I just finished watching the first episode of The Story of India on PBS. To see the Aryan invasion theory rehashed so completely is quite shocking on public television. Who is this so-called historian Michael Wood and hasn’t he read Romila Thapar? The show would be infuriating if he weren’t so culturally confused. Check the bit with him drinking the Aryan alpha brew of soma (actually mahua) in a Peshawar bazaar.
Experts, journalists, and film-makers are seeing motherships everywhere.
In an interview today on Here and Now with Bob Baer, former CIA analyst for the Middle East, he just let drop the terrifying scenario of a jihadi mothership docking in Baltimore Harbor and launching commando attacks from a swarm of dinghies, in imitation of the attacks in Mumbai two weeks ago. Not surprisingly, the film Syriana was adapted from Baer’s intelligence memoirs.
In the weeks before the 26/11 attacks on Mumbai, a Saudi oil tanker was hijacked off the Horn of Africa. In a direct action against Somali pirates menacing the high seas, on 19 November the Indian Navy sunk what was called a “pirate mothership” in the Gulf of Aden, in one of the world’s busiest shipping lanes off the Horn of Africa. This seemed to many Indians a swift and effective strike in the subcontinent’s own maritime near-abroad, the western Indian Ocean. Defence analysts and terrorism experts hailed the emergent regional hegemon taking the fight to the pirate brigands in aid the international community, with the INS Tabar swooping down on and sinking their mothership.
This proud assertion of regional sub-imperialism by India was interrupted when it later emerged that the alleged mothership sunk by the Indian Navy in the Gulf of Aden was actually a Thai fishing trawler occupied by Somali pirates. The Navy claimed it nonetheless had the pirate commanders in their sights and fired legitimately. Tell that to the Thai fishermen who lost their boat, or other coastal fishing communities such as in Kutch whose livelihood depends on the natural ecologies which cross maritime jurisdictions, and who are routinely harrased and imprisoned by the Indian and Pakistani coast guards and navies.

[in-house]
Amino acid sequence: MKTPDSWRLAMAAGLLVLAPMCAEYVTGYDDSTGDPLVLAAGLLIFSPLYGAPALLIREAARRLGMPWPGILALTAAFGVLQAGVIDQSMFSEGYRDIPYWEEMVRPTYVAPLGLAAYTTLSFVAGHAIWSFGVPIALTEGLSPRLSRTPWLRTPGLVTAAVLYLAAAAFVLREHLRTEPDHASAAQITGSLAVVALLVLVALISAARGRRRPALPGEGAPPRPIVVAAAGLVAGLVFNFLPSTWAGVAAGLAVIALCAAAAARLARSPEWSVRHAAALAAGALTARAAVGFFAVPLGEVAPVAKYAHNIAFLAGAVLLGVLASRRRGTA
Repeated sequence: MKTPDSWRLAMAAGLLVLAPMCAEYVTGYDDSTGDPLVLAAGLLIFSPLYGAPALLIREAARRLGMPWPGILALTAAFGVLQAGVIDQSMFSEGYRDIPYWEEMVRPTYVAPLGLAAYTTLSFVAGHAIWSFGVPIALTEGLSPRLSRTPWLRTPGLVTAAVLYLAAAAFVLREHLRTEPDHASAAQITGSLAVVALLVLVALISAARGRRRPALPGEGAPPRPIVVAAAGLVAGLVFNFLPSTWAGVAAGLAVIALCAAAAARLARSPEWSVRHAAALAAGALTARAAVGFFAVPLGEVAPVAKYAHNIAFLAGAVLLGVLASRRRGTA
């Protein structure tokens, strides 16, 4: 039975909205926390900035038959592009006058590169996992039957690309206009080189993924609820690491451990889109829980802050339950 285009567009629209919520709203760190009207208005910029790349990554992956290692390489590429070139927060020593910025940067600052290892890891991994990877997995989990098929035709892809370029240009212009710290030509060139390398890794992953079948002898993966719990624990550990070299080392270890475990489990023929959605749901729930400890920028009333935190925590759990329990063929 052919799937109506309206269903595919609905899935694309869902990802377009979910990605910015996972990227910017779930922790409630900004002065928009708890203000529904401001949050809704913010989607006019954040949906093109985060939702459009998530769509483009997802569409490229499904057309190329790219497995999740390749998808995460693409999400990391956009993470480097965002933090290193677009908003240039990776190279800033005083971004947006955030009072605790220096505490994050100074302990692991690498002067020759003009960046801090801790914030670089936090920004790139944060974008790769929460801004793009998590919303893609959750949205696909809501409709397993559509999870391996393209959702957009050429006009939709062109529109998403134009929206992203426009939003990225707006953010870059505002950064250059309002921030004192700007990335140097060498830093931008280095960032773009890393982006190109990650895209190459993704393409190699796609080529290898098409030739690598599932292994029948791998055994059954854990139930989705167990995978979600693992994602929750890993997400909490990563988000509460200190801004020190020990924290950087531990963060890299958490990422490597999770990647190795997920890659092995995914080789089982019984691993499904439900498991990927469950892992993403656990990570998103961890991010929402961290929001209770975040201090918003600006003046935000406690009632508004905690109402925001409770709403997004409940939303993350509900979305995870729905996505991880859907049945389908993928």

The Laskar-e-Toiba commandos who attacked Mumbai arrived by speed boats and dinghies on the city’s unregulated coastline in a hijacked fishing boat named Kuber, registered in the Gujarati port city of Porbander. The families and friends of the fishermen on the Kuber, when the boat failed to return home the night it was attacked by the commandos at sea, first assumed that it had been detained by the Pakistani authorities. However a body was found floating in a fishing channel, dumped overboard after the commandos changed from their boat which brought them to Gujarat from Pakistan’s main port city, Karachi.
For more than a hundred years, Western military experts have grappled with the murky geography of insurgent networks in the mountainous and rugged terrain of the border regions of Pakistan and Afghanistan. Much like the frontier and tribal agencies along the old Durand Line, the maritime frontier of the western Indian Ocean is simply impossible to police. The British Indian Empire had an overwhelming interest in regulating human and commercial traffic in the western Indian Ocean for most of the nineteenth and early twentieth centuries. Few remember that Aden was directly administered by the Government of Bombay as a protectorate for a hundred years, as it was strategically located at the mouth of the Red Sea, the gateway to the pilgrimage port of Mecca and the Suez Canal.